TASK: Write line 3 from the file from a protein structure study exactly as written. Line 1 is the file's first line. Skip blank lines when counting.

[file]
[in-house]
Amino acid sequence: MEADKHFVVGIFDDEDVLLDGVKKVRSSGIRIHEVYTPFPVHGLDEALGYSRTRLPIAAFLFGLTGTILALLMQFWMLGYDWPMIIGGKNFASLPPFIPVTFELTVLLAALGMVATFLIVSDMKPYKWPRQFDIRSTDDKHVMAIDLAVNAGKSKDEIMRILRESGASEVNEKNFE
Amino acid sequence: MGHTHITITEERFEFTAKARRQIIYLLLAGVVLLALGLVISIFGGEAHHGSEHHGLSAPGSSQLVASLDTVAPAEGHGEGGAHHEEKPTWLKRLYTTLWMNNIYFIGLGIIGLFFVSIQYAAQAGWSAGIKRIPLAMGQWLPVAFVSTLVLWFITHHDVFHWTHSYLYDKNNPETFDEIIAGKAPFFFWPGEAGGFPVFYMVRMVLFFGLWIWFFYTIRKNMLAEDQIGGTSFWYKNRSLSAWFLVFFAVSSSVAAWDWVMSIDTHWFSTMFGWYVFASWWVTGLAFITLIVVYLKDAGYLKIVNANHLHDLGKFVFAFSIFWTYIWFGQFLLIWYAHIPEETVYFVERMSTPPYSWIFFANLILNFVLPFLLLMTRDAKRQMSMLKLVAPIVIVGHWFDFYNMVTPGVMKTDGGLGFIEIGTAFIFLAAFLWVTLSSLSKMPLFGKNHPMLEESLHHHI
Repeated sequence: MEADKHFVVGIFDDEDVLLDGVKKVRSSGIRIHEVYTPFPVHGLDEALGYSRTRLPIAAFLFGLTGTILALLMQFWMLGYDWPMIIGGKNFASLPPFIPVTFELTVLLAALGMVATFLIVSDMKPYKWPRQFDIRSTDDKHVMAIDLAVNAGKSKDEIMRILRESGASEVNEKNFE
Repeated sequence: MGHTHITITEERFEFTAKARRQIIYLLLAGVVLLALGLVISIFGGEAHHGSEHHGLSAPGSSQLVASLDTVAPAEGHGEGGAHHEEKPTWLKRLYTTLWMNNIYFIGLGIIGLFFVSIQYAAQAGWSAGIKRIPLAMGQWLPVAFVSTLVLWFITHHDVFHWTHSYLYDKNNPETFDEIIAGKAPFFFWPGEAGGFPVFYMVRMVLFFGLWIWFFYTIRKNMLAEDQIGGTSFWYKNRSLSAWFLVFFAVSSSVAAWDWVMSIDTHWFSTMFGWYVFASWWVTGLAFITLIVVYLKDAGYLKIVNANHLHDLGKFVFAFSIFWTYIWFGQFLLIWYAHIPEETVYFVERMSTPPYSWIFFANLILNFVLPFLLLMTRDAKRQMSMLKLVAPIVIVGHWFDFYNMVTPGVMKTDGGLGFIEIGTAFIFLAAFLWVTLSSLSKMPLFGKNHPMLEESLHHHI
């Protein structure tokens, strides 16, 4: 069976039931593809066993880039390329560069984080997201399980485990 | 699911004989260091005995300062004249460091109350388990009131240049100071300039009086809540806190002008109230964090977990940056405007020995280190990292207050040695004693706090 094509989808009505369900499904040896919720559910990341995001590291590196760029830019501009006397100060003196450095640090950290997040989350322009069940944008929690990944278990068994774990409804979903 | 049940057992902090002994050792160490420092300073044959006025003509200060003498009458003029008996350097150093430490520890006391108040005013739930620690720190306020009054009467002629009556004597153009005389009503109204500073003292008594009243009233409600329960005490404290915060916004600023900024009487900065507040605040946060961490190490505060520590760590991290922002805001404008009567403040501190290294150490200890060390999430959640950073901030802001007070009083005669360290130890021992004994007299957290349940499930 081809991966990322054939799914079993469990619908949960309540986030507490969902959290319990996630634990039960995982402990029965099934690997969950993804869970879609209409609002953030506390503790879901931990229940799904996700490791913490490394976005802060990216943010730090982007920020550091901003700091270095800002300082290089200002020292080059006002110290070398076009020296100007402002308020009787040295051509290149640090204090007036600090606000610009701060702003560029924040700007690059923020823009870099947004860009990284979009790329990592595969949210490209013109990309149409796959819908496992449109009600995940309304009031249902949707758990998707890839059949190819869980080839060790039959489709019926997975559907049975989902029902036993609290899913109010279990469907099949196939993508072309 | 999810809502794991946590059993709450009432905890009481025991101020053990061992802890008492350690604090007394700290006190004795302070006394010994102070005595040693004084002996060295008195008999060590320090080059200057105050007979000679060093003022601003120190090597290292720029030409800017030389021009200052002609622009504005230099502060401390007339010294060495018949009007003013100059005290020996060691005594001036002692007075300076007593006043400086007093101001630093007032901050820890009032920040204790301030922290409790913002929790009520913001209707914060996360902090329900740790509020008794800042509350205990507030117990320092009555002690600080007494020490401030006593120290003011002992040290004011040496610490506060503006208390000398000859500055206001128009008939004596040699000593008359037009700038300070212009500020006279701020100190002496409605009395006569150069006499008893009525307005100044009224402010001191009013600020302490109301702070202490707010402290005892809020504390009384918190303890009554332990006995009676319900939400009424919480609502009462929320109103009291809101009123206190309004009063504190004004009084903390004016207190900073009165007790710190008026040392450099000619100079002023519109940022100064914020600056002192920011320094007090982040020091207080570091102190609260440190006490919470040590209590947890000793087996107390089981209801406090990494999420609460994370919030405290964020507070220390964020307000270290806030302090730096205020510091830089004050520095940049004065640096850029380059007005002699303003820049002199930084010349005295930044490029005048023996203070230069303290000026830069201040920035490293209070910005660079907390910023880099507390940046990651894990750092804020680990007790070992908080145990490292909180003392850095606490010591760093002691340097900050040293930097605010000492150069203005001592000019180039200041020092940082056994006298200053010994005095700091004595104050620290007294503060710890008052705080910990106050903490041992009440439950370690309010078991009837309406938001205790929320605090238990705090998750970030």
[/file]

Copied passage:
Amino acid sequence: MGHTHITITEERFEFTAKARRQIIYLLLAGVVLLALGLVISIFGGEAHHGSEHHGLSAPGSSQLVASLDTVAPAEGHGEGGAHHEEKPTWLKRLYTTLWMNNIYFIGLGIIGLFFVSIQYAAQAGWSAGIKRIPLAMGQWLPVAFVSTLVLWFITHHDVFHWTHSYLYDKNNPETFDEIIAGKAPFFFWPGEAGGFPVFYMVRMVLFFGLWIWFFYTIRKNMLAEDQIGGTSFWYKNRSLSAWFLVFFAVSSSVAAWDWVMSIDTHWFSTMFGWYVFASWWVTGLAFITLIVVYLKDAGYLKIVNANHLHDLGKFVFAFSIFWTYIWFGQFLLIWYAHIPEETVYFVERMSTPPYSWIFFANLILNFVLPFLLLMTRDAKRQMSMLKLVAPIVIVGHWFDFYNMVTPGVMKTDGGLGFIEIGTAFIFLAAFLWVTLSSLSKMPLFGKNHPMLEESLHHHI